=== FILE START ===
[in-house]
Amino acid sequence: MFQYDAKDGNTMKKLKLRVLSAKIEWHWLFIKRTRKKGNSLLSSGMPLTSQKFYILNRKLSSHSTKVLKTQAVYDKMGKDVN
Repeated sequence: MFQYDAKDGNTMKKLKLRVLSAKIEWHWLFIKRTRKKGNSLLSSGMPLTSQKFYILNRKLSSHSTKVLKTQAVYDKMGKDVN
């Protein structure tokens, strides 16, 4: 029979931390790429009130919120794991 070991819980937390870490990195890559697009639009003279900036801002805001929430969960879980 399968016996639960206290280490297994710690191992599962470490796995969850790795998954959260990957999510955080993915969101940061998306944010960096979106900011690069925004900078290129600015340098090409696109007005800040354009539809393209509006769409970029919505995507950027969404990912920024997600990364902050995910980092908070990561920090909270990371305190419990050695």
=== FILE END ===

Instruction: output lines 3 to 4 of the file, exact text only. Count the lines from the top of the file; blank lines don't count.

Repeated sequence: MFQYDAKDGNTMKKLKLRVLSAKIEWHWLFIKRTRKKGNSLLSSGMPLTSQKFYILNRKLSSHSTKVLKTQAVYDKMGKDVN
């Protein structure tokens, strides 16, 4: 029979931390790429009130919120794991 070991819980937390870490990195890559697009639009003279900036801002805001929430969960879980 399968016996639960206290280490297994710690191992599962470490796995969850790795998954959260990957999510955080993915969101940061998306944010960096979106900011690069925004900078290129600015340098090409696109007005800040354009539809393209509006769409970029919505995507950027969404990912920024997600990364902050995910980092908070990561920090909270990371305190419990050695």